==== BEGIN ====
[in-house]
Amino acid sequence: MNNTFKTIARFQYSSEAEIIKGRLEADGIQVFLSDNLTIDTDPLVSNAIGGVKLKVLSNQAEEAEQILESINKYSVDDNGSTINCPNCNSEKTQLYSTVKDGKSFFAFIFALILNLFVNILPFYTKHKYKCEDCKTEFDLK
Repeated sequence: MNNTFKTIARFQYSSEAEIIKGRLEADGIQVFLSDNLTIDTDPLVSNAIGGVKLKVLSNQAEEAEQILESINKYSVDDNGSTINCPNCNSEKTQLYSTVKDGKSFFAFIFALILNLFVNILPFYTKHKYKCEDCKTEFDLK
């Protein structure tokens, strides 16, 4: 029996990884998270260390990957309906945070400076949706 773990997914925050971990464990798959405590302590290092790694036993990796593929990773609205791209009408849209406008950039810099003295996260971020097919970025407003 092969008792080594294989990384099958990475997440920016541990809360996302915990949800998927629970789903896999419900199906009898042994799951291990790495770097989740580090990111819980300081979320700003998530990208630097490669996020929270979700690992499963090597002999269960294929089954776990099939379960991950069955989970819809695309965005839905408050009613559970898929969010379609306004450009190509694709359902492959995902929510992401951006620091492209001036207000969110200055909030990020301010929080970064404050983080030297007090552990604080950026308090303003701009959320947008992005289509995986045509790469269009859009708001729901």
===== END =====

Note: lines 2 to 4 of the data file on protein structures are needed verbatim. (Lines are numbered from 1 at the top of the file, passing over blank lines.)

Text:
Amino acid sequence: MNNTFKTIARFQYSSEAEIIKGRLEADGIQVFLSDNLTIDTDPLVSNAIGGVKLKVLSNQAEEAEQILESINKYSVDDNGSTINCPNCNSEKTQLYSTVKDGKSFFAFIFALILNLFVNILPFYTKHKYKCEDCKTEFDLK
Repeated sequence: MNNTFKTIARFQYSSEAEIIKGRLEADGIQVFLSDNLTIDTDPLVSNAIGGVKLKVLSNQAEEAEQILESINKYSVDDNGSTINCPNCNSEKTQLYSTVKDGKSFFAFIFALILNLFVNILPFYTKHKYKCEDCKTEFDLK
């Protein structure tokens, strides 16, 4: 029996990884998270260390990957309906945070400076949706 773990997914925050971990464990798959405590302590290092790694036993990796593929990773609205791209009408849209406008950039810099003295996260971020097919970025407003 092969008792080594294989990384099958990475997440920016541990809360996302915990949800998927629970789903896999419900199906009898042994799951291990790495770097989740580090990111819980300081979320700003998530990208630097490669996020929270979700690992499963090597002999269960294929089954776990099939379960991950069955989970819809695309965005839905408050009613559970898929969010379609306004450009190509694709359902492959995902929510992401951006620091492209001036207000969110200055909030990020301010929080970064404050983080030297007090552990604080950026308090303003701009959320947008992005289509995986045509790469269009859009708001729901």